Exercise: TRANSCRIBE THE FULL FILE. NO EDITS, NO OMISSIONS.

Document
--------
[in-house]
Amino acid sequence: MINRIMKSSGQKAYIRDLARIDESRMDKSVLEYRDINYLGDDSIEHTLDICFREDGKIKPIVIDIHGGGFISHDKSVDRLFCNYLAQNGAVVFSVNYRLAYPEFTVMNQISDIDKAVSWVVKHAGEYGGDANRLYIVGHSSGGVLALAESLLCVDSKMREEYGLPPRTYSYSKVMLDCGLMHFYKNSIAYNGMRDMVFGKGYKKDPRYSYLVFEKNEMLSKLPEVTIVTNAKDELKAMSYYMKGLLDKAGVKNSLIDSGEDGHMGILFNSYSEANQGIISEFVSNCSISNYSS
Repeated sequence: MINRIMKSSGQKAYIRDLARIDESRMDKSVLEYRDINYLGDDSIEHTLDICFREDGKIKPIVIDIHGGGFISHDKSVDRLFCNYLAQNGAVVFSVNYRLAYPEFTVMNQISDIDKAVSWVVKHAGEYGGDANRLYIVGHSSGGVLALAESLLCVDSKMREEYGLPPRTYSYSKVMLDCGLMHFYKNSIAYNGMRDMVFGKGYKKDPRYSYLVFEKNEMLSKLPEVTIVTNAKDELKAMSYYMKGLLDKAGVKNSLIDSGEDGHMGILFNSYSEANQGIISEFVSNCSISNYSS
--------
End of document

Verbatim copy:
[in-house]
Amino acid sequence: MINRIMKSSGQKAYIRDLARIDESRMDKSVLEYRDINYLGDDSIEHTLDICFREDGKIKPIVIDIHGGGFISHDKSVDRLFCNYLAQNGAVVFSVNYRLAYPEFTVMNQISDIDKAVSWVVKHAGEYGGDANRLYIVGHSSGGVLALAESLLCVDSKMREEYGLPPRTYSYSKVMLDCGLMHFYKNSIAYNGMRDMVFGKGYKKDPRYSYLVFEKNEMLSKLPEVTIVTNAKDELKAMSYYMKGLLDKAGVKNSLIDSGEDGHMGILFNSYSEANQGIISEFVSNCSISNYSS
Repeated sequence: MINRIMKSSGQKAYIRDLARIDESRMDKSVLEYRDINYLGDDSIEHTLDICFREDGKIKPIVIDIHGGGFISHDKSVDRLFCNYLAQNGAVVFSVNYRLAYPEFTVMNQISDIDKAVSWVVKHAGEYGGDANRLYIVGHSSGGVLALAESLLCVDSKMREEYGLPPRTYSYSKVMLDCGLMHFYKNSIAYNGMRDMVFGKGYKKDPRYSYLVFEKNEMLSKLPEVTIVTNAKDELKAMSYYMKGLLDKAGVKNSLIDSGEDGHMGILFNSYSEANQGIISEFVSNCSISNYSS